“The Report” — November 15

This Sundance hit stars Adam Driver as Daniel Jones, a senate staffer who is assigned the task of investigating the CIA’s interrogation methods following 9/11. What he and his team find is information the CIA and White House do not want the public to know.

“A Beautiful Day in the Neighborhood” — November 22

Tom Hanks plays the legendary Fred Rogers in this touching movie that looks at the man behind “Mister Rogers’ Neighborhood” through a friendship be builds with a journalist writing a story on him.

“Frozen 2” — November 22

The beloved “Frozen” characters are back. This time they all must team up and find the origin of Elsa’s powers to save Arendelle.

“The Rhythm Section” — November 22

From director Reed Morano (“The Handmaid’s Tale”), this spy thriller based on the book by Mark Burnell stars Blake Lively as a woman seeking revenge on those responsible for killing her family.

“Knives Out” — November 27

Rian Johnson follows up “The Last Jedi” with directing this whodunit that has some of the best talent working today starring in it: Daniel Craig, Michael Shannon, Chris Evans, Jamie Lee Curtis, Christopher Plummer, Lakeith Stanfield. Need we go on?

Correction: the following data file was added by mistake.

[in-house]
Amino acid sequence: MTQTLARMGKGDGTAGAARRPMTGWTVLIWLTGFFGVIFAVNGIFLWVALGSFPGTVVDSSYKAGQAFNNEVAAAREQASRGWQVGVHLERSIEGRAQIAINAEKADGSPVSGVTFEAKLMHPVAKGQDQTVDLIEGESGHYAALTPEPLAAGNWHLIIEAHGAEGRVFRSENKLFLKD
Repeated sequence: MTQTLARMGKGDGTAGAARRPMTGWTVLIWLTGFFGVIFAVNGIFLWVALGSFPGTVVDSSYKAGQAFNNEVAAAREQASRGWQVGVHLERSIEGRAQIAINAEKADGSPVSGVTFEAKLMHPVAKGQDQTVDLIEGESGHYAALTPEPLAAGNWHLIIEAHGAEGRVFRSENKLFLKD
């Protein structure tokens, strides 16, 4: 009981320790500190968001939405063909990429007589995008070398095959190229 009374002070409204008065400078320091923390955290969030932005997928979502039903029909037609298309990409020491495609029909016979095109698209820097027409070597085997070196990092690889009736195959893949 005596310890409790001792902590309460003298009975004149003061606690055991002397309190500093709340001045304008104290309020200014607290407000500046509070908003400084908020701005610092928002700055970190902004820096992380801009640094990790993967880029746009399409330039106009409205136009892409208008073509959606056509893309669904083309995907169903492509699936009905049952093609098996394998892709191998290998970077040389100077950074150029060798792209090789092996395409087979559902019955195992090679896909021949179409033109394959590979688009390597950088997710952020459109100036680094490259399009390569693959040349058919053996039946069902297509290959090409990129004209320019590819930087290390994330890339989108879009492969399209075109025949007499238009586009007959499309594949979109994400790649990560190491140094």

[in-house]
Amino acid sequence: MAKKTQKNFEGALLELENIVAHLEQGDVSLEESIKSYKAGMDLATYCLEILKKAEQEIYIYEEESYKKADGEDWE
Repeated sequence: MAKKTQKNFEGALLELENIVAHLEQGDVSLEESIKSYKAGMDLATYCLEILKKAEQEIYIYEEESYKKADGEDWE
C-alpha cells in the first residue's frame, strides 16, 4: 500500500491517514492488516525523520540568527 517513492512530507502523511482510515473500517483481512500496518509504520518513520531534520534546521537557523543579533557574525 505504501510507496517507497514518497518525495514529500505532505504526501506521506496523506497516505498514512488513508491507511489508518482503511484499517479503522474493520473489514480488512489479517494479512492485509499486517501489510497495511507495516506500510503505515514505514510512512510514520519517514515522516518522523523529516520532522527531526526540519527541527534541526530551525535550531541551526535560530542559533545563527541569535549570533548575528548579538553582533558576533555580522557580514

“Queen & Slim” — November 27

Written by Lena Waithe (“Master of None,” “The Chi”), Queen (Jodie Turner-Smith) and Slim (Daniel Kaluuya) have their lives changed suddenly when they are pulled over by police on their first date.

“The Aeronauts” — December 6

Eddie Redmayne and Felicity Jones reteam for the first time since 2014’s Stephen Hawking biopic, “The Theory of Everything,” to tell a very different story. Jones plays pilot Amelia Wren and Redmayne is scientist James Glaisher and the two fight to survive as they attempt to make historic discoveries while traveling in a hot air balloon.

“Black Christmas” — December 13

In what has become the first female-directed Blumhouse Productions movie, Sophia Takal (“Always Shine”) helms this thriller about students who are stalked by a stranger.

“Jumanji: The Next Level” — December 13

In this sequel to the hit 2017 movie, the group of friends from “Welcome to the Jungle” return to the game only to realize it’s totally different. Dwayne “The Rock” Johnson, Karren Gillan, Kevin Hart, and Jack Black all return along with some new faces. There’s Danny DeVito, Awkwafina, and Colin Hanks.

“Uncut Gems” — December 13

The latest movie from Benny and Josh Safdie (“Good Time”), the brothers set this one in New York City’s diamond district and have Adam Sandler playing a jewelry store owner. We cannot wait to see what they have cooked up this time.

“Cats” — December 20

The iconic Broadway musical is brought to the big screen the only way possible in 2019 — with creepy CGI.

“Star Wars: The Rise of Skywalker” — December 20

The circle will finally be complete. By the end of the year, the Skywalker saga will be done. We can only hope the coda satisfies the fans (spoiler: it won’t).

“Little Women” — December 25

Greta Gerwig (“Lady Bird”) takes on the classic Louisa May Alcott novel that has been adapted for the screen numerous times. But this is arguably the best cast out of any of them: Emma Watson, Saoirse Ronan, Timothée Chalamet, Meryl Streep, Tracy Letts, Bob Odenkirk, Florence Pugh, Laura Dern, and Eliza Scanlen (“Sharp Objects”). It is quite the group.